Hijab: Empowerment or Oppression? Ed. Vivienne Layne
May 1, 2013 § Leave a Comment
I found this zine from 2007 when looking for zines about Muslim culture to offer as part of our Muslim Journeys activities this year. I found it during a visit to Barnard College’s zine library and received permission from the editor Vivienne Layne and Barnard’s zine librarian Jenna Freedman to add it to our zine collection here at CLP. I find this zine really wonderful. Vivienne interviewed six other Muslim high school girls living in New York City like herself, three of whom were born here in the U.S. and three of whom were born in other countries. She asked them primarily about their thoughts and feelings about wearing or not wearing the hijab or Muslim veil. Their perspectives are varied, which I think accurately reflects the complexity of the issue.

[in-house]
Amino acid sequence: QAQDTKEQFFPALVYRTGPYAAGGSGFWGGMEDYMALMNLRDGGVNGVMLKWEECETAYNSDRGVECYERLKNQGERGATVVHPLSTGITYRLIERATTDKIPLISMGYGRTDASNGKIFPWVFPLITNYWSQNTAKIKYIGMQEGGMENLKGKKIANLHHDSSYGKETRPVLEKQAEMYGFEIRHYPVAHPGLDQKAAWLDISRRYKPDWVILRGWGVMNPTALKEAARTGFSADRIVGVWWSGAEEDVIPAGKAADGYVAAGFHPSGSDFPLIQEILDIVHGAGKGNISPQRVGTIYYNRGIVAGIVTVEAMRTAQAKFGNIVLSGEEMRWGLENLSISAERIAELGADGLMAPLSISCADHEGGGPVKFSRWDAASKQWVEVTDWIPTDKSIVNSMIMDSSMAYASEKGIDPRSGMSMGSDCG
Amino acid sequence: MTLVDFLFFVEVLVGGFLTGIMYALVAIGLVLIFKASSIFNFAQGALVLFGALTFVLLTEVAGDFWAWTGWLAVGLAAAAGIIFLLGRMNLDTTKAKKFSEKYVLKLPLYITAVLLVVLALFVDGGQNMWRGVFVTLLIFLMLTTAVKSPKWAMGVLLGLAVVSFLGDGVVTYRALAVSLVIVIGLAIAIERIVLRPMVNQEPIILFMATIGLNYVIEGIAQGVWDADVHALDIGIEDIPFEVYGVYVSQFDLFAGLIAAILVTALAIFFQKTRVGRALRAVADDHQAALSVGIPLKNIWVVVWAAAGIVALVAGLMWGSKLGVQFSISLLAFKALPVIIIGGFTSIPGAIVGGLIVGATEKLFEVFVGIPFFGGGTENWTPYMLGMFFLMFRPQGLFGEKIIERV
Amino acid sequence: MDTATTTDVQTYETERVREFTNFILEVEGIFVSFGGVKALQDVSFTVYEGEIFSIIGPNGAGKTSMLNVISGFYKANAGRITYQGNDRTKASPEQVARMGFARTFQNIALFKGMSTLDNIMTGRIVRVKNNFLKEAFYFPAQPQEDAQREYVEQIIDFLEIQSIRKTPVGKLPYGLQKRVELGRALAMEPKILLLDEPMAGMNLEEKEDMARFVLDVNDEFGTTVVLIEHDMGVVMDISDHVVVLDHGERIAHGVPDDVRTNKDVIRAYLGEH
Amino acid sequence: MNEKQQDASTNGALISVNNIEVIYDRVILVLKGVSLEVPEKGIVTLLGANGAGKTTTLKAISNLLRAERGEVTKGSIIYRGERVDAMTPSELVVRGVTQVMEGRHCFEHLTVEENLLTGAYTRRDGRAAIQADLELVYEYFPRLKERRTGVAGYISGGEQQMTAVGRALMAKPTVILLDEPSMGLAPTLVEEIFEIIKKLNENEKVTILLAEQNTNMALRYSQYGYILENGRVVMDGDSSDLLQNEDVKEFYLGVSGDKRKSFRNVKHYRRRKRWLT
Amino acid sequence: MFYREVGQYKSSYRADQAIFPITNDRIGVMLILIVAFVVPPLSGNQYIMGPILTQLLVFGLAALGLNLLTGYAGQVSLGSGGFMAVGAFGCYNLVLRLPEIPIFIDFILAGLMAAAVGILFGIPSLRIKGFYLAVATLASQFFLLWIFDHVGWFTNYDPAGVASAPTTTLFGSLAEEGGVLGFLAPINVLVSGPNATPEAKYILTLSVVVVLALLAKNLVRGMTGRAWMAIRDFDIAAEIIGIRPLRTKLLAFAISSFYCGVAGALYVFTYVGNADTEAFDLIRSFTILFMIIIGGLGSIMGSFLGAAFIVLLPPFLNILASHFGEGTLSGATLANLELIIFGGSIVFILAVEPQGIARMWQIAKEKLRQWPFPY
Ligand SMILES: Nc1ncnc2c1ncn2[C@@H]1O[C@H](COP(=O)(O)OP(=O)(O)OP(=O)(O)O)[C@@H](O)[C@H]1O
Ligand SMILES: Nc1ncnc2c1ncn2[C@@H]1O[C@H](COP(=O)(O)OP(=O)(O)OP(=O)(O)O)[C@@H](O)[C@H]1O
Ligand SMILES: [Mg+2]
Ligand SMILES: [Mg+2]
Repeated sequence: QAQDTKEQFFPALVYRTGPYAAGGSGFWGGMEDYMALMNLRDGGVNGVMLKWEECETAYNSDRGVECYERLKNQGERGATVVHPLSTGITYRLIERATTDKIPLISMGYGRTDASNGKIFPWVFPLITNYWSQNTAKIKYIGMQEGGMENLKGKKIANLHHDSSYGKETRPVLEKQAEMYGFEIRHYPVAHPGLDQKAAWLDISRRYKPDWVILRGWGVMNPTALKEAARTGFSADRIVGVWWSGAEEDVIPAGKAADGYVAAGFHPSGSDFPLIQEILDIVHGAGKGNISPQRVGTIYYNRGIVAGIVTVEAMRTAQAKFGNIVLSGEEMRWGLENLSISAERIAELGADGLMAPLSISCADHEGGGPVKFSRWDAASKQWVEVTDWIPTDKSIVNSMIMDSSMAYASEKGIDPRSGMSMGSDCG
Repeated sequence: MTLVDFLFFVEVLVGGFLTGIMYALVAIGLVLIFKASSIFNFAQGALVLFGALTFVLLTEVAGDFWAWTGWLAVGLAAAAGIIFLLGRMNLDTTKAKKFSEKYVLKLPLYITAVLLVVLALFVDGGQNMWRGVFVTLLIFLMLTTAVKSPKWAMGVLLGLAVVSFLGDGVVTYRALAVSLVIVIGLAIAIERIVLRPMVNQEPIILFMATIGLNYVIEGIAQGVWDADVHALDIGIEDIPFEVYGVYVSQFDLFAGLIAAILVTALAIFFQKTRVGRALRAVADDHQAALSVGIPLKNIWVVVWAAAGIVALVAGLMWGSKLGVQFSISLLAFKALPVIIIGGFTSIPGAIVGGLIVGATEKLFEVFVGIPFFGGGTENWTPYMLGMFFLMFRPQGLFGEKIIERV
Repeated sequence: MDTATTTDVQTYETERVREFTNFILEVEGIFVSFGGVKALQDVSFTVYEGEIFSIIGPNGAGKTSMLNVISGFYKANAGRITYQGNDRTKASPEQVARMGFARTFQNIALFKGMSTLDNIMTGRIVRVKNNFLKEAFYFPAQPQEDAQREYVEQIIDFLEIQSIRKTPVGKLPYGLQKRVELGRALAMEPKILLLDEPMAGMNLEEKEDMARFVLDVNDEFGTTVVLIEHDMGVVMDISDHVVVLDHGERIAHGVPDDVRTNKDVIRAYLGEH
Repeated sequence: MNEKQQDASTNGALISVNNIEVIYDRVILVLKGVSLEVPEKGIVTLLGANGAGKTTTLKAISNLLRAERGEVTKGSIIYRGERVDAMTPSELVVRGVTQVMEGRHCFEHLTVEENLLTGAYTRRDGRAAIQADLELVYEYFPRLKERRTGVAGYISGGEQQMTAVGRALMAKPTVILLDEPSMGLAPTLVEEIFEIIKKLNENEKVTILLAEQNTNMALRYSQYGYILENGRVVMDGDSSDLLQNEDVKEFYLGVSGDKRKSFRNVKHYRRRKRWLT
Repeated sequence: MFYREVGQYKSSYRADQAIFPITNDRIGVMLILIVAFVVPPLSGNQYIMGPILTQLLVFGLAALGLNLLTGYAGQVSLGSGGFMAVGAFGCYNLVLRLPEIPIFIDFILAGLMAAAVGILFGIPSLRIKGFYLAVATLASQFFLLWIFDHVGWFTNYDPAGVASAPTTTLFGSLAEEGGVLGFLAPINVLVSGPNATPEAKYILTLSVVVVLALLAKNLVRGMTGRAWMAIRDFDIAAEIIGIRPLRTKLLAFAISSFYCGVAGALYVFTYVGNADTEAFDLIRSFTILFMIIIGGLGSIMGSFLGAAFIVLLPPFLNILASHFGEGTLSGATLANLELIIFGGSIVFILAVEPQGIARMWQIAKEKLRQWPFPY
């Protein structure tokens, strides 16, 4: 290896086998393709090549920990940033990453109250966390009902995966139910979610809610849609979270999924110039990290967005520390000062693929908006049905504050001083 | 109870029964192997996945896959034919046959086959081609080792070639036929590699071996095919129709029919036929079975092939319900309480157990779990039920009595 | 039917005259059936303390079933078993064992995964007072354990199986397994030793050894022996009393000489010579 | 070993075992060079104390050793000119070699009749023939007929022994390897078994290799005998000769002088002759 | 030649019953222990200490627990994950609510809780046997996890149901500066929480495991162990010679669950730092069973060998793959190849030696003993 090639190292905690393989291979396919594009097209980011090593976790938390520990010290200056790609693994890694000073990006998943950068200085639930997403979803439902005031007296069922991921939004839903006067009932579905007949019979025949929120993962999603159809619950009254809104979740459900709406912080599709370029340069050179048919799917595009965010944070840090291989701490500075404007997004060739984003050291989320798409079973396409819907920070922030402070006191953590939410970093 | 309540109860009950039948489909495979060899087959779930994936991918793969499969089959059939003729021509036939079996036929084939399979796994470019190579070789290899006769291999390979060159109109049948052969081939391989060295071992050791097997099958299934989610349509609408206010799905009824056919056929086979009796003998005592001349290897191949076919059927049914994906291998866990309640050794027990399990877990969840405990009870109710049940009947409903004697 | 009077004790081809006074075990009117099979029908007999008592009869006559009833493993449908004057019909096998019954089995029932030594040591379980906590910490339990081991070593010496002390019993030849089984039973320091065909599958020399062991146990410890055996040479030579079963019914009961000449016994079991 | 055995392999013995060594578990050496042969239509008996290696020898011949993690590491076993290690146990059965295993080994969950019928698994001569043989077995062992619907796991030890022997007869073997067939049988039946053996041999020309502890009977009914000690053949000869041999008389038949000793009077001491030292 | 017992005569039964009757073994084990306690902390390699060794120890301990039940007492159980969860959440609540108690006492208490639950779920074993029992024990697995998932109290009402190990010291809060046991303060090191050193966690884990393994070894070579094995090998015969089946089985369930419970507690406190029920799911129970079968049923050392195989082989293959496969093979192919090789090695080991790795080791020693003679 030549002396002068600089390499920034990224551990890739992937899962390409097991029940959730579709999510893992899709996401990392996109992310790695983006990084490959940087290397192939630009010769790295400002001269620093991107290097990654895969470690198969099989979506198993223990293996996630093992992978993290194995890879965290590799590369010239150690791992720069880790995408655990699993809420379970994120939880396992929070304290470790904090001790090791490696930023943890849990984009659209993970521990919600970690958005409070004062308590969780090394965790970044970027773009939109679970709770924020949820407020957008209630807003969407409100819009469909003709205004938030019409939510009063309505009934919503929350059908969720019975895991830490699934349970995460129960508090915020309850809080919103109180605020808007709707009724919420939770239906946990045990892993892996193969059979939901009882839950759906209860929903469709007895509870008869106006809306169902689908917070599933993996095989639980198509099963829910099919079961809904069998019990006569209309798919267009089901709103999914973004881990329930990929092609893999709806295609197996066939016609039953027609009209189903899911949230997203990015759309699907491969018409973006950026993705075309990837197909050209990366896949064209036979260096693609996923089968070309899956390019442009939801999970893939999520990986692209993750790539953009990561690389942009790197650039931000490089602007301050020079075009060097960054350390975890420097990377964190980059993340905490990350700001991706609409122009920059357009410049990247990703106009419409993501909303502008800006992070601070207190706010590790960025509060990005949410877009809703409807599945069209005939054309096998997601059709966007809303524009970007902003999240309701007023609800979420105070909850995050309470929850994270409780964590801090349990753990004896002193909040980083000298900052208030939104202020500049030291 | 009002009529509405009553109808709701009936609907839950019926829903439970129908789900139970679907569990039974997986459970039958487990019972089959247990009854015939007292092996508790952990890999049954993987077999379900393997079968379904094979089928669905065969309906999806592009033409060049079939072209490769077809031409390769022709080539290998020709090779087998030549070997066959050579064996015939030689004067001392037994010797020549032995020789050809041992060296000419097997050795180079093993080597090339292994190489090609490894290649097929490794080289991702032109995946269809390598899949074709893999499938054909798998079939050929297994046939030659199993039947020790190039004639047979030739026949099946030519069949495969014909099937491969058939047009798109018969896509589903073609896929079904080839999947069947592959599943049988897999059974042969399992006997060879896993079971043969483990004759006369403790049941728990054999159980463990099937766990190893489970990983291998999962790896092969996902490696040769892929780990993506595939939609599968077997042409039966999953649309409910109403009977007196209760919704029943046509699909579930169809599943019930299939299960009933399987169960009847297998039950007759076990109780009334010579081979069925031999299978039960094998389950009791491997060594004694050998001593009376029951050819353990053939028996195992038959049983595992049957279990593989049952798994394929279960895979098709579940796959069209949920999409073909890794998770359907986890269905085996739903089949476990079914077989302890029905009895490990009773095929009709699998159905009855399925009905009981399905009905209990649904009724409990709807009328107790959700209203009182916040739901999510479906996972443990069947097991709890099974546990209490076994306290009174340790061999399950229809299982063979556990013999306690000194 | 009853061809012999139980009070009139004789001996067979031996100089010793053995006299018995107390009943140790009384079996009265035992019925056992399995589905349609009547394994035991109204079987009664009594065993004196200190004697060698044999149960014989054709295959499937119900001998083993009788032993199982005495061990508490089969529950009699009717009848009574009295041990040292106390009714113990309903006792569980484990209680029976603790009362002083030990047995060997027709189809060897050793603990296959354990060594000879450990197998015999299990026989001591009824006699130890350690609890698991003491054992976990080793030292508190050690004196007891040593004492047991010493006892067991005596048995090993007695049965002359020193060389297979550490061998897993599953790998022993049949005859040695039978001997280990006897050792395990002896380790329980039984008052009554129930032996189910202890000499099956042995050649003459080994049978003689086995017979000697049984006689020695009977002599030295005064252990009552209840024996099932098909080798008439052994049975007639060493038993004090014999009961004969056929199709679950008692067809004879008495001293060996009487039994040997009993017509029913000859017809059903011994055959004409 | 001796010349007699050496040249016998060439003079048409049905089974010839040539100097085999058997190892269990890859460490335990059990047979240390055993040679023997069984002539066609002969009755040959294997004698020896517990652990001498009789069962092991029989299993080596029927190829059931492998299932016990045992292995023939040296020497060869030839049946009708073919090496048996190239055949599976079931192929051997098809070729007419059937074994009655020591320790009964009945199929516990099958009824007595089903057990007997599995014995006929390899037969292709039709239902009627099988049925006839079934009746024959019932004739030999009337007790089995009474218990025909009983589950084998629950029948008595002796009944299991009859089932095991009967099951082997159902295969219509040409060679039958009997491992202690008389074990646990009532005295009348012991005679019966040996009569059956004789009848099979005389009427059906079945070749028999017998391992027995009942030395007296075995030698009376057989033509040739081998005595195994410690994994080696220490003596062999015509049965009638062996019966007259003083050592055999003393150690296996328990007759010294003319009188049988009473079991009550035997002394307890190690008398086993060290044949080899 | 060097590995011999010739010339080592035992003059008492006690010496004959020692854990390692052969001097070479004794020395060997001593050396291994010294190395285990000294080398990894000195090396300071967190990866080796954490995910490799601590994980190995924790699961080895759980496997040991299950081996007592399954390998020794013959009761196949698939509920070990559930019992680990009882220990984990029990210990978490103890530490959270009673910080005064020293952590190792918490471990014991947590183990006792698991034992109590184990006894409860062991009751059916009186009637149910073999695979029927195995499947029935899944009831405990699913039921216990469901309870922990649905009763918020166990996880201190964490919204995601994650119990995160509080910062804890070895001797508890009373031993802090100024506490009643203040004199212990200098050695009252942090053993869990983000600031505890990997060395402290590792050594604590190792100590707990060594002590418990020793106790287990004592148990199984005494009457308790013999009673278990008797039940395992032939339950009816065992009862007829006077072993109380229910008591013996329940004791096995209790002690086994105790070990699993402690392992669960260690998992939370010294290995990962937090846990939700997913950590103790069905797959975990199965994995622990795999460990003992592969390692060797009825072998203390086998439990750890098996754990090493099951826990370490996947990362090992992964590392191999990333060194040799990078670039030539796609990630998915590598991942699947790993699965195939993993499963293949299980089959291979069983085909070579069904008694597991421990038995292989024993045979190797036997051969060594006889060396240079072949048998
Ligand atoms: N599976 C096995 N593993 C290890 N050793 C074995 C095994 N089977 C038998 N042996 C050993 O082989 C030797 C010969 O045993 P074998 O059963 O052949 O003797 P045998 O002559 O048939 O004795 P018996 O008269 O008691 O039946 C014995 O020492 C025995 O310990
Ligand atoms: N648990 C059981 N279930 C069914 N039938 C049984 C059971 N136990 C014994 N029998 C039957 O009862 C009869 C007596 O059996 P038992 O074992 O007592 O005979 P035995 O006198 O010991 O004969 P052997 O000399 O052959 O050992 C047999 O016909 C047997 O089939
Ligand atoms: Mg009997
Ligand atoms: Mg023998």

Some of the girls found it freeing or empowering to wear the hijab. One young woman talks about advertising in the U.S. dictating “how a woman should be, ‘she should be thin, she should be tall, she should be you know a sex symbol’, they portray her as a sex symbol and that’s like just degrading a woman but in Islam you know it puts women in a very high place. When she’s covered it shows that she’s well respected, that you know she’s someone and not an anything, she’s not a sex symbol for you…” Another young woman says, “I don’t choose to wear it because I personally don’t need it to identify myself as a Muslim. I think I can be just as great a Muslim as one who does wear it.” She also asks the girls about reactions to women in veils after 9/11, the 2004 French ban on all forms of head coverings and their thoughts on a Muslim Barbie doll that wears a hijab. Wonderfully smart and enlightening zine! I have felt irritated when I hear people who are not Muslim women expressing their opinions on whether or not Muslim women should wear a veil, and I very much appreciated hearing these young women talk about making their own choices about it, for themselves.